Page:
Mesothelioma in an English Village
Regular visitors to this website will know that each and every item has something to do with asbestos; as for people new to the IBAS site, well they'll just have to figure that one out for themselves. But bear with me for a while; I will eventually get to the point.
Today I had the occasion to travel to deepest Cambridgeshire to a village called Hemingford Abbotts, about 12 miles from Cambridge. It is, without a shadow of a doubt, picture perfect. There is a welcoming bulletin board in the center of the village which highlights local points of interest such as the Old Cricket Pavilion, the Axe & Compass, St. Margaret of Antioch Church and the Manor House. Local flora such as the reed mace and yellow flag are pictured on the board as are local fauna including Muntjae Deer, Grey Heron and Reed Warblers.
The Axe & Compass Pub
St. Margaret of Antioch
All the requisites for ye olde-worlde village life are present; there is even a river with a white swan serenely gliding by as a flotilla of ducks floats downstream. In contrast with the placid water and calm wildlife, a frustrated fisherman was spending his Friday afternoon grappling with a tangled fishing line on the riverbank. So humor, tranquillity and heritage all tied up in one nice little package called Hemingford Abbots. And the final touch, the red telephone box standing sentry next to the red pillar box; England summed up in two pieces of street furniture!
Hollywood could not have done it better
I was invited today to spend the afternoon with members of the Papworth Mesothelioma Support Group, a self-help group which meets once a month in the Hemingford Abbots Village Hall. 1
The group used to meet at Papworth Hospital where they or their loved ones were being treated for asbestos cancer until it was realized that the hospital held too many unpleasant connotations for the members. Action was taken and a new venue was found: the village hall at Hemingford Abbots.
Today (October 5) was the October meeting and I was invited to address the group. As people filed in from the car park there was catching up to do and information to exchange. Christmas cards and raffle tickets were being sold to raise funds for the group. It was a social gathering like any other with a low rumble of conversation, jokes and pleasantries. As people drifted over to the seats at the front of the hall, Chairman Peter Robinson opened the session by welcoming members. He reminded everyone about the availability of Christmas cards and held them up for inspection. One of the cards featured a solitary hare amidst a snow-covered field. One bright spark in the audience quipped that at least the card had some hare even if the Chairman did not. Peter, having the lightest of coverings on his head, quipped back: That's why I like this card. At least it has hair.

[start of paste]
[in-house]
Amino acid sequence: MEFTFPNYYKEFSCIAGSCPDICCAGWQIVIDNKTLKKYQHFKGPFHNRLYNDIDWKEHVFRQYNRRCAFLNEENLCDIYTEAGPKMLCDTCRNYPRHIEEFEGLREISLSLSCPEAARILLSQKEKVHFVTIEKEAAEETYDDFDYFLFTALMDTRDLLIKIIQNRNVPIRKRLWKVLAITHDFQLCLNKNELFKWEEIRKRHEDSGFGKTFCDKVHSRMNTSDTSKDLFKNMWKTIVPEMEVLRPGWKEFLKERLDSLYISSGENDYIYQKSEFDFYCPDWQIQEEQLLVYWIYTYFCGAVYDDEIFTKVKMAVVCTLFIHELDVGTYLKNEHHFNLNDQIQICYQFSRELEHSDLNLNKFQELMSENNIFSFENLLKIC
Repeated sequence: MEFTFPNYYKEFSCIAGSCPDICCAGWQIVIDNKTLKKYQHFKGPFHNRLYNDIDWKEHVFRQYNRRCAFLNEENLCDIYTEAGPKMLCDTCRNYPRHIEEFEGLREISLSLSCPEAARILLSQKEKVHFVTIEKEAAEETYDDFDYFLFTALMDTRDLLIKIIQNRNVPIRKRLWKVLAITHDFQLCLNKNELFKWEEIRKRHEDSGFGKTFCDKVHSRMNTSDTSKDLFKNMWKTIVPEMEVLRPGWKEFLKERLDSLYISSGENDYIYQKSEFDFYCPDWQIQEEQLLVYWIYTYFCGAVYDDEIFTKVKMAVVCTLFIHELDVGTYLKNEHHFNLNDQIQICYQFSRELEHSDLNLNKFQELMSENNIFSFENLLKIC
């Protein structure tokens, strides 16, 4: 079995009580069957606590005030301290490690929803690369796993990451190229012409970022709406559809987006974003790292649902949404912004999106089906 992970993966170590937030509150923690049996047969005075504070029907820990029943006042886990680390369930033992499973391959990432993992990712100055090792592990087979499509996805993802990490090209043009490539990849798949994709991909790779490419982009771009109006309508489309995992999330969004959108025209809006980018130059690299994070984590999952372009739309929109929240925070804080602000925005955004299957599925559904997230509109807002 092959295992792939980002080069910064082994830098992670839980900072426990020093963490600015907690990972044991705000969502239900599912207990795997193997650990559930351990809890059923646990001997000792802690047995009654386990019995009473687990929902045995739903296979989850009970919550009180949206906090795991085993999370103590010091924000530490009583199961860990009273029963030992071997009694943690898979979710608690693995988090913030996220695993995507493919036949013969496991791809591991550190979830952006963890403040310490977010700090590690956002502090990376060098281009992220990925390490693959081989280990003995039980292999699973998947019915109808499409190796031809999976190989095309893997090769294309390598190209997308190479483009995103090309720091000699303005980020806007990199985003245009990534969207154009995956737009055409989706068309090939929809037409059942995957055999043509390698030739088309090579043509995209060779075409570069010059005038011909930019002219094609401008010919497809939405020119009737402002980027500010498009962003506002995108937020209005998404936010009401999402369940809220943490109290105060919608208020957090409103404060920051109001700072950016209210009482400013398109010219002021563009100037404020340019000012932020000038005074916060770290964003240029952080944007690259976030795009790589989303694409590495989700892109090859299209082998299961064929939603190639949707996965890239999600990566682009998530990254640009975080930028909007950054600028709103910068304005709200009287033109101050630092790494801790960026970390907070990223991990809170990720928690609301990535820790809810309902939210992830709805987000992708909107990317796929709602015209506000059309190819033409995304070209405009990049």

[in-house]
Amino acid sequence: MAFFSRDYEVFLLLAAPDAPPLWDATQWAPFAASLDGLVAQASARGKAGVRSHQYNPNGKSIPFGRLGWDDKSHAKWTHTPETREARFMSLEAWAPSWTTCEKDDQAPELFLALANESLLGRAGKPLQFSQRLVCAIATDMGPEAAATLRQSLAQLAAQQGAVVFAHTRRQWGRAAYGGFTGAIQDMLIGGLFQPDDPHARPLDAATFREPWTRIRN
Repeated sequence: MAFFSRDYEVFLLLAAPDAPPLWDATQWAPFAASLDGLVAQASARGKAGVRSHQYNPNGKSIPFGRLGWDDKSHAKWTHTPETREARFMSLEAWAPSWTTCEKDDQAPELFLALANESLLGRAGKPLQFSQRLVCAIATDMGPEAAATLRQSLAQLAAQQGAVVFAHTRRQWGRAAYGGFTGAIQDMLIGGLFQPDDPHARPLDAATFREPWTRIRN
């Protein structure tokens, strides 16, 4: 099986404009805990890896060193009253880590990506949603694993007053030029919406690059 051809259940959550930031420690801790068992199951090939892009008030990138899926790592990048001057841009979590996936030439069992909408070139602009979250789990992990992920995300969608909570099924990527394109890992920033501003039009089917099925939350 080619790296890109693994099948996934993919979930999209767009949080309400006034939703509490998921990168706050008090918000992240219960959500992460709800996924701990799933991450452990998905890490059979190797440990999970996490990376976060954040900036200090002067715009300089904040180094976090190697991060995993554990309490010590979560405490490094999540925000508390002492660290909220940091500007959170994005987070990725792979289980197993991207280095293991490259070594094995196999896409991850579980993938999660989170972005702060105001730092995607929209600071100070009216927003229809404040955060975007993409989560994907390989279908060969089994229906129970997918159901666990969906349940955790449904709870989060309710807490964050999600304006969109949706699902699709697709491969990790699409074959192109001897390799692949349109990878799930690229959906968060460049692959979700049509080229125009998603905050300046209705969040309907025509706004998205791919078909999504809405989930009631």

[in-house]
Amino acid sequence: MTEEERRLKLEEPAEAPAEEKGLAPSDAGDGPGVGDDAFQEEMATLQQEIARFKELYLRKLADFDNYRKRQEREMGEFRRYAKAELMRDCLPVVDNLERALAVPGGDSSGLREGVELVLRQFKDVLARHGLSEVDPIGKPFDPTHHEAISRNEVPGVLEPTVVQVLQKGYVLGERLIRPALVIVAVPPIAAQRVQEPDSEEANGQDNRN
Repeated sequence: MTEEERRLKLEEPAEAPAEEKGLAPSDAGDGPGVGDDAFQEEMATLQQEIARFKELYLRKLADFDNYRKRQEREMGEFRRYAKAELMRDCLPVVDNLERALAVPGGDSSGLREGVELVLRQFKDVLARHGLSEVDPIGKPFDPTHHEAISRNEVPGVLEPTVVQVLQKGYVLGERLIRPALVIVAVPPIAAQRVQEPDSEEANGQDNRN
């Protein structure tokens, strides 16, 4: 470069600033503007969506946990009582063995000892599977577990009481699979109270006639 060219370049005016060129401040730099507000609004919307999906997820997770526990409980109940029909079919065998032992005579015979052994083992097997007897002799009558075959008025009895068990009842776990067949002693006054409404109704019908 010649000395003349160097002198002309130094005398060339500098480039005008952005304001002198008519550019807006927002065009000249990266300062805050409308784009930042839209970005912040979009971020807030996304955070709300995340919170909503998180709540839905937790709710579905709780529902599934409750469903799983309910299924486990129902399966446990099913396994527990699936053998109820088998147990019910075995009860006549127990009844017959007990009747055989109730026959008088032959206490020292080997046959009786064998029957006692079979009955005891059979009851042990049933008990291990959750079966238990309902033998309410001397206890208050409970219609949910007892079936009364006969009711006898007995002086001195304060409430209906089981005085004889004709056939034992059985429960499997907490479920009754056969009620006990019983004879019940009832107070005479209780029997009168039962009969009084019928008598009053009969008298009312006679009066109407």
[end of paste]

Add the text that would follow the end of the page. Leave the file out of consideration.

It was a great atmosphere and people were comfortable and relaxed. For a short while anyway, they could forget the next hospital appointment or tests results. They were with others who understood what they were going through and there was Gerry's chocolate rocky road refrigerator cake to look forward to. Peter, who is an inveterate fan of this confection, warned people off saying they would most definitely not like it. Unfortunately for him, everyone there was wise to his stratagem. (He was wrong, by the way. The sweet was delicious!)
When my turn came, I presented a brief overview of the global asbestos situation in 2012. People were shocked to hear that although the asbestos hazard had been known for more than a hundred years in Britain, throughout the world 2 million tonnes of asbestos were still being used every year. Pictures shown of asbestos conditions in India appalled them with one man remarking that the photos from one workshop reminded him of how things used to be when he was an apprentice in England. During the lively discussion after the talk, questions were asked about the availability of asbestos-free alternatives and the prospects of an asbestos ban being introduced into Canada.
It was a privilege to spend time with the folks from Papworth, most of whose lives had been turned upside down by mesothelioma. One of the ladies however told me that she had not lost anyone to mesothelioma but came along once a month to make the tea because she was a volunteer. The support group was started in November 2008 at the suggestion of mesothelioma patient Dave Phillips; it is open to anyone with mesothelioma and not just people being treated at Papworth.2 Gerry Slade, a Mesothelioma Clinical Nurse Specialist, who had just started working at Papworth Hospital, and Peter and Sarah Robinson, who were caring for Sarah's father who had mesothelioma, took on the organizational challenge. The support group grew quickly and then another group was set up for carers which meets once a month. There is a newsletter which informs members of upcoming events such as Summer barbecues, river cruises, monthly meetings, Christmas lunches etc.3 The friendships made and tested during the trying times of living with mesothelioma have proved long and lasting, so much so that a third group has now been set up for those bereaved by mesothelioma so that contact is not lost with their Papworth friends.
Mesothelioma can strike anybody, anywhere. But it seems that in rural England the fellowship of some amazing people can help make that experience a little bit better. I am sure Dave Phillips would have been proud of what has come of his idea.
Oct 5 2012
1 Papworth Mesothelioma support Group website:
2 For more information on the group, please phone Gerry Slade on 01480 364889.
3 Newsletters of the Papworth Mesothelioma Group: